China passes controversial cyber law

by Steve Randall08 Nov 2016
China passes controversial cyber law
The Chinese government has passed its new cyber security law despite opposition from international businesses and human rights advocates.

The law, passed on Monday, contains several controversial elements which critics say will restrict foreign firms and shut off even more of the internet to Chinese citizens.

These include requiring data collected by “critical information infrastructure operators” to be stored within China’s borders. However, is does not clearly define which businesses fall into the category, which could be problematic for companies.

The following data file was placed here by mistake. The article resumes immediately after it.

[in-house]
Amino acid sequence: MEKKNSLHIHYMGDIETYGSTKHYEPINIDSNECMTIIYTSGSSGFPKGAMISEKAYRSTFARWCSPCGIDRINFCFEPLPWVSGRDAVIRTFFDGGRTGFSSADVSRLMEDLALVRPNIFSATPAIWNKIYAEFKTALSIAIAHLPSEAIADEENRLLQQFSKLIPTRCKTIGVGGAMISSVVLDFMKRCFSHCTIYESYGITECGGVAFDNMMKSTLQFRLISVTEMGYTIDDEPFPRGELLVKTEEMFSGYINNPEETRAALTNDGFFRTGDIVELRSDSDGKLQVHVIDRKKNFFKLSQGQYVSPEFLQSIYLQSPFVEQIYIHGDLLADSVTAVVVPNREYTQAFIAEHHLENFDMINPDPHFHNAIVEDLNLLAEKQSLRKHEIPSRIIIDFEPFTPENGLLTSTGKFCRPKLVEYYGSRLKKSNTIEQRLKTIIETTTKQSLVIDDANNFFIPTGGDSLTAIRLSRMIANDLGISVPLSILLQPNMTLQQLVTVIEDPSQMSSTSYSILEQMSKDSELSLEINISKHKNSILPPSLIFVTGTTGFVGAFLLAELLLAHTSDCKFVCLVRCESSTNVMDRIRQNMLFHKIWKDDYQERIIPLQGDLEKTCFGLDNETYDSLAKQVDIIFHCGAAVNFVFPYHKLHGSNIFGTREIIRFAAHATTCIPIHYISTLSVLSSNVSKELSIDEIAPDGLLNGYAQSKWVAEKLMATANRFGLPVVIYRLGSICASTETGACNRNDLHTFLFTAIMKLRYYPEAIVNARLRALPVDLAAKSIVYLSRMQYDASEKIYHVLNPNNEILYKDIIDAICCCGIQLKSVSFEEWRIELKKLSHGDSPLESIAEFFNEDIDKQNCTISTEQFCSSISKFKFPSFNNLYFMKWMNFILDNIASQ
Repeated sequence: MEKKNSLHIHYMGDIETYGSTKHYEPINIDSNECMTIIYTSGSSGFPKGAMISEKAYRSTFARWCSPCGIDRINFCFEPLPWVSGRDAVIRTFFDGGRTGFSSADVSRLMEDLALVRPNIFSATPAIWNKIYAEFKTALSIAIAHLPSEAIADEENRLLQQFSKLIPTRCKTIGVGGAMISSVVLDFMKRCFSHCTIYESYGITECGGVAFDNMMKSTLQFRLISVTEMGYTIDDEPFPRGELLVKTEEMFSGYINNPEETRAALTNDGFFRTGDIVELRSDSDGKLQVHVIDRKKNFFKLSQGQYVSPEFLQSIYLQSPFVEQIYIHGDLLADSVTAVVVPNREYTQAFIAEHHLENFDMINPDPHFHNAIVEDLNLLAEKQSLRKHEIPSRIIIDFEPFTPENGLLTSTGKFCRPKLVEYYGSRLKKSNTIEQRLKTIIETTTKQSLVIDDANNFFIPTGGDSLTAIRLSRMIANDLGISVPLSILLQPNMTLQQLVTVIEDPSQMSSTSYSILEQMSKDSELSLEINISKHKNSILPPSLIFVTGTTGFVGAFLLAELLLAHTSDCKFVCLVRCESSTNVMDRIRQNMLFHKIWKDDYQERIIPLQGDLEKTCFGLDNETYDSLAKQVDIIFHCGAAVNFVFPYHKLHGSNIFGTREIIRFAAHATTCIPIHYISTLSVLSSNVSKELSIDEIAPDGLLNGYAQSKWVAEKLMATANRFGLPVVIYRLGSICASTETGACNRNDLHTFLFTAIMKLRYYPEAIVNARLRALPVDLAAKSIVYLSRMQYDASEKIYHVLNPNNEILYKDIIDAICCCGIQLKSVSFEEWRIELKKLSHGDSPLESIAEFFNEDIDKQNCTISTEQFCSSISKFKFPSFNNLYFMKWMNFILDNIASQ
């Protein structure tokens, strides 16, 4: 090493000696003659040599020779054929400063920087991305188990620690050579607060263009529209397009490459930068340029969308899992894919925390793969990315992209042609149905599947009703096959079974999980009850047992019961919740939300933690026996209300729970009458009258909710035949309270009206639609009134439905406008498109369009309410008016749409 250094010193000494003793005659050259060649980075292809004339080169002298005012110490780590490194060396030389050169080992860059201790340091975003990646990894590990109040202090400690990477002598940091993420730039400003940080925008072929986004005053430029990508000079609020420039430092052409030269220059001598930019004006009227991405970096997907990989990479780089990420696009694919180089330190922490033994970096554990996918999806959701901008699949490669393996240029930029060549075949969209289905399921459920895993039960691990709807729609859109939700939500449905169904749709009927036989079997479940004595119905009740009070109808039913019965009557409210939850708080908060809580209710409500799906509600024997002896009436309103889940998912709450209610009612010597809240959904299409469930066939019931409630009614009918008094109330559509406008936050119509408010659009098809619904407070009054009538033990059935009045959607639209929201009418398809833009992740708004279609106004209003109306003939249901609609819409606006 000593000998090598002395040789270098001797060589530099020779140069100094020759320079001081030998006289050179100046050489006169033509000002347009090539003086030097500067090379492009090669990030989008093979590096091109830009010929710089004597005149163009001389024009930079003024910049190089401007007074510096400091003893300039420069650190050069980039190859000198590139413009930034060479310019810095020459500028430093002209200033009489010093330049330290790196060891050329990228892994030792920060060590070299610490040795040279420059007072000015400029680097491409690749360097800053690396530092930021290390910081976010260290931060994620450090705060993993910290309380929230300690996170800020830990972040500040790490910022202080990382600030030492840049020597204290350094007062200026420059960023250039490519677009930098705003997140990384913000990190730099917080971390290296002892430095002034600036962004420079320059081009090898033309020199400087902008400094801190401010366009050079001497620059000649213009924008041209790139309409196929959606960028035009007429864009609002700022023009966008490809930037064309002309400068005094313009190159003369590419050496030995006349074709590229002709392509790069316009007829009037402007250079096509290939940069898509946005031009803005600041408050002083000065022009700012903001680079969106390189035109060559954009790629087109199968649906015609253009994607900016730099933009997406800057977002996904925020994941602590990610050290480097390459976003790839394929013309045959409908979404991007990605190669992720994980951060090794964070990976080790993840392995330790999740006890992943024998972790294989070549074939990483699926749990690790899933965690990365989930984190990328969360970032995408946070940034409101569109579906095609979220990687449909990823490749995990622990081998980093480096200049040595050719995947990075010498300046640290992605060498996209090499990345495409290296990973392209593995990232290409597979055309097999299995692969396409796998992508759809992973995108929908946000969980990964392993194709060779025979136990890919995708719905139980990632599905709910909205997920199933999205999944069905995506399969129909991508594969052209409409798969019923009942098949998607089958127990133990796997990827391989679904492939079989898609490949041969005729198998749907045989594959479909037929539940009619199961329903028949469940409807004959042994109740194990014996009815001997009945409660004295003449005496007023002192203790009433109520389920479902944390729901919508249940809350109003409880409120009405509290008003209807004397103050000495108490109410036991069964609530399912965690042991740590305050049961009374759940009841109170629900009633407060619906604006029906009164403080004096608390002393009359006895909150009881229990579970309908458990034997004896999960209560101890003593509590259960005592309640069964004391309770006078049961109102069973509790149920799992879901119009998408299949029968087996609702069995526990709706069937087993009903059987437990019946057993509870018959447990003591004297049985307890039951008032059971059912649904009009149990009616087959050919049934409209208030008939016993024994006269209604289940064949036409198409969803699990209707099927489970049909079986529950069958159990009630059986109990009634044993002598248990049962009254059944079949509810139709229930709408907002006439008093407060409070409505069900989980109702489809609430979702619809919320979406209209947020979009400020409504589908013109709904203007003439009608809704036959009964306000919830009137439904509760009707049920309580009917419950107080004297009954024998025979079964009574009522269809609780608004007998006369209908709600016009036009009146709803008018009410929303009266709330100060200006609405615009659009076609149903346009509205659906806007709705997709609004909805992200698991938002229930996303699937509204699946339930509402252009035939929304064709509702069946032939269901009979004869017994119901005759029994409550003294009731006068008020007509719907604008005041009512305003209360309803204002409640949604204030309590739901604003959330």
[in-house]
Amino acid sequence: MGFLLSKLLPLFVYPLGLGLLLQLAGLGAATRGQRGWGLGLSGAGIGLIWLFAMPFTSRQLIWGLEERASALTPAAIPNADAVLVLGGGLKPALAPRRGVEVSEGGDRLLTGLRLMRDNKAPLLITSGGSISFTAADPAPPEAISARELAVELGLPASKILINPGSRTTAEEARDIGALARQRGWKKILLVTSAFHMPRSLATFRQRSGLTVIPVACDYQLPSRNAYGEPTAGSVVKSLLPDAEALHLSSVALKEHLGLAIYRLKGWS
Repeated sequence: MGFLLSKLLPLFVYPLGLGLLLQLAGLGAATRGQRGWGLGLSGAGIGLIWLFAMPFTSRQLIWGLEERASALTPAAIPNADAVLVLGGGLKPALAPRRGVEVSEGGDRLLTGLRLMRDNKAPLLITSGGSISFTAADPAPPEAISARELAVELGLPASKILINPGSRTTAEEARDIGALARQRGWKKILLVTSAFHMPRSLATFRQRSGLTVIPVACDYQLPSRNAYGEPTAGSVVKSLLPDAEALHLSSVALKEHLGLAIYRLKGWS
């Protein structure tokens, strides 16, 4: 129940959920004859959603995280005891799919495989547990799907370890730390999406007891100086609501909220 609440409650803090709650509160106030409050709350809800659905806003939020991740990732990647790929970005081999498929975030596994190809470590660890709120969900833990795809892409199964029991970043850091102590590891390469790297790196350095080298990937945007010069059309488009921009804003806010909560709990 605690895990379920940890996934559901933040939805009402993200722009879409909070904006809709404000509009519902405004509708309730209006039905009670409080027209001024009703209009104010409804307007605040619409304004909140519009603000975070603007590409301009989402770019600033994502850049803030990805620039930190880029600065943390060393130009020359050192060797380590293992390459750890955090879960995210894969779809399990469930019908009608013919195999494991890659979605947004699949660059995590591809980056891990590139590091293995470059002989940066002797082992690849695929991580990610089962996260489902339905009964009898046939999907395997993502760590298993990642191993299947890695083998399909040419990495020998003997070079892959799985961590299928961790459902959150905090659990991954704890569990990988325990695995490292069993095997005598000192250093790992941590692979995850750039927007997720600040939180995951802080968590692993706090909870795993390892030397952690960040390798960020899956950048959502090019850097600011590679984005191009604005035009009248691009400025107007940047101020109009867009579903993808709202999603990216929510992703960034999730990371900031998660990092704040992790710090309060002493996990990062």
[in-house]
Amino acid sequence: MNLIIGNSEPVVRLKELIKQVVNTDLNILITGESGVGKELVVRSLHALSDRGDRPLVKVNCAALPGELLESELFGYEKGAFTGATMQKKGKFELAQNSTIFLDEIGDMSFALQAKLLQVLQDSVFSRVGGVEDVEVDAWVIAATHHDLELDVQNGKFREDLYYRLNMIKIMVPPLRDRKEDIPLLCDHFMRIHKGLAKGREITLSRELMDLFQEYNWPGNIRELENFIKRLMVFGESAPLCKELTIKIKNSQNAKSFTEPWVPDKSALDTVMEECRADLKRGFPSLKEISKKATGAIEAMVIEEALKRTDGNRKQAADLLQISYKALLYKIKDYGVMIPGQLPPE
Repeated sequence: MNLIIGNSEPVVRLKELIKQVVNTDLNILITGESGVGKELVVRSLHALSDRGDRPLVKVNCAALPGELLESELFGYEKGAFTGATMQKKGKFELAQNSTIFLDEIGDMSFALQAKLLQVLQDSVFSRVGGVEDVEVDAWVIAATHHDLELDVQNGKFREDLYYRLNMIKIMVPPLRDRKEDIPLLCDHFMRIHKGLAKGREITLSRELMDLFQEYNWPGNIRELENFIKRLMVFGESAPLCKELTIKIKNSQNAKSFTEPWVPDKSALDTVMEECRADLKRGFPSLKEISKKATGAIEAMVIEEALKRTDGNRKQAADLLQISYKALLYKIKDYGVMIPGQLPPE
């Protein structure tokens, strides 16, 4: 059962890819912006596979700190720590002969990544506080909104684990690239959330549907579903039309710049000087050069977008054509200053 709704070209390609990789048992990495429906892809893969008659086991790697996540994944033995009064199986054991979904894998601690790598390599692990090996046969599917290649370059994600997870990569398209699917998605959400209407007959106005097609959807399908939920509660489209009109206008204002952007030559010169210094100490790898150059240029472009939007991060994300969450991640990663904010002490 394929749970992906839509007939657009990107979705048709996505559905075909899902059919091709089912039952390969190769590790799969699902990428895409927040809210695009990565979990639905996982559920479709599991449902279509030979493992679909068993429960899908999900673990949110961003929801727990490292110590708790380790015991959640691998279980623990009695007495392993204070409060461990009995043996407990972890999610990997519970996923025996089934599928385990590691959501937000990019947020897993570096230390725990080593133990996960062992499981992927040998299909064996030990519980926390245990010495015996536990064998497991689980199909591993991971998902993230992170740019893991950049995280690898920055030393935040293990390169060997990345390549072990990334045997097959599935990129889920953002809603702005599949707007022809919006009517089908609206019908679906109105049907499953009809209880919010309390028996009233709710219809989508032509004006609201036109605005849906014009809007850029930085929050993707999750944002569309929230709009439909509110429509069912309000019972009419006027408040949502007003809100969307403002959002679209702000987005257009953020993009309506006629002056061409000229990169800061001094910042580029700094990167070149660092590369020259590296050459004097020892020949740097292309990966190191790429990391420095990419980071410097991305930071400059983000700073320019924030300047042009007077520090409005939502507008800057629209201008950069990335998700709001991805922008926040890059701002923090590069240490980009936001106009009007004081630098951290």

Human Rights Watch says that any cyber laws should protect freedom of expression and human rights while making internet networks more secure. It says that China’s law, which comes into effect in June 2017, is about surveillance, censorship and other controls.

“If online speech and privacy are a bellwether of Beijing’s attitude toward peaceful criticism, everyone – including netizens in China and major international corporations – is now at risk,” said HRW’s China Director Sophie Richardson. “This law’s passage means there are no protections for users against serious charges.”
 
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